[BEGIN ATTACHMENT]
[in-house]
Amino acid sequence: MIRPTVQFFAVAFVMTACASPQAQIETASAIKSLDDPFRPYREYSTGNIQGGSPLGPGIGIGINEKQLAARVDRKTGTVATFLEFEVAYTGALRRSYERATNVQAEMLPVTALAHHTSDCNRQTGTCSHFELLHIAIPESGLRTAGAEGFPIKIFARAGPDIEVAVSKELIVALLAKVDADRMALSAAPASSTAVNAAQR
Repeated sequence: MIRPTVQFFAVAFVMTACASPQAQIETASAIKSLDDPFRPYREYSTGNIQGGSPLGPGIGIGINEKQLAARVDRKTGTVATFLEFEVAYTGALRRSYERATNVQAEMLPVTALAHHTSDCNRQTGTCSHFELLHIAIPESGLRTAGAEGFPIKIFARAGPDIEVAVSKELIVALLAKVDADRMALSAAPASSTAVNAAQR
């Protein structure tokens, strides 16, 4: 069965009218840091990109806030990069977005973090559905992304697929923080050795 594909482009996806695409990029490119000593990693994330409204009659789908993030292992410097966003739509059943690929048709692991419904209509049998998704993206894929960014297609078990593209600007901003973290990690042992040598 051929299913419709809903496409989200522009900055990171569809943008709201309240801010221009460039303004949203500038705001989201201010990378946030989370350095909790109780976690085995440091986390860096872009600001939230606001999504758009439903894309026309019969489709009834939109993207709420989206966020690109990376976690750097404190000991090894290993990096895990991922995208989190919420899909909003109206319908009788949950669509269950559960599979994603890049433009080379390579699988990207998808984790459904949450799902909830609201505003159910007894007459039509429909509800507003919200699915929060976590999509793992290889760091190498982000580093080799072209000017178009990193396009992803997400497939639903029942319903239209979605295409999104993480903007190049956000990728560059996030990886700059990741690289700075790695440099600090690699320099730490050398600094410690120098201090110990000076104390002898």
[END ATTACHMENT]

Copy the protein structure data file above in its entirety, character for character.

[in-house]
Amino acid sequence: MIRPTVQFFAVAFVMTACASPQAQIETASAIKSLDDPFRPYREYSTGNIQGGSPLGPGIGIGINEKQLAARVDRKTGTVATFLEFEVAYTGALRRSYERATNVQAEMLPVTALAHHTSDCNRQTGTCSHFELLHIAIPESGLRTAGAEGFPIKIFARAGPDIEVAVSKELIVALLAKVDADRMALSAAPASSTAVNAAQR
Repeated sequence: MIRPTVQFFAVAFVMTACASPQAQIETASAIKSLDDPFRPYREYSTGNIQGGSPLGPGIGIGINEKQLAARVDRKTGTVATFLEFEVAYTGALRRSYERATNVQAEMLPVTALAHHTSDCNRQTGTCSHFELLHIAIPESGLRTAGAEGFPIKIFARAGPDIEVAVSKELIVALLAKVDADRMALSAAPASSTAVNAAQR
């Protein structure tokens, strides 16, 4: 069965009218840091990109806030990069977005973090559905992304697929923080050795 594909482009996806695409990029490119000593990693994330409204009659789908993030292992410097966003739509059943690929048709692991419904209509049998998704993206894929960014297609078990593209600007901003973290990690042992040598 051929299913419709809903496409989200522009900055990171569809943008709201309240801010221009460039303004949203500038705001989201201010990378946030989370350095909790109780976690085995440091986390860096872009600001939230606001999504758009439903894309026309019969489709009834939109993207709420989206966020690109990376976690750097404190000991090894290993990096895990991922995208989190919420899909909003109206319908009788949950669509269950559960599979994603890049433009080379390579699988990207998808984790459904949450799902909830609201505003159910007894007459039509429909509800507003919200699915929060976590999509793992290889760091190498982000580093080799072209000017178009990193396009992803997400497939639903029942319903239209979605295409999104993480903007190049956000990728560059996030990886700059990741690289700075790695440099600090690699320099730490050398600094410690120098201090110990000076104390002898």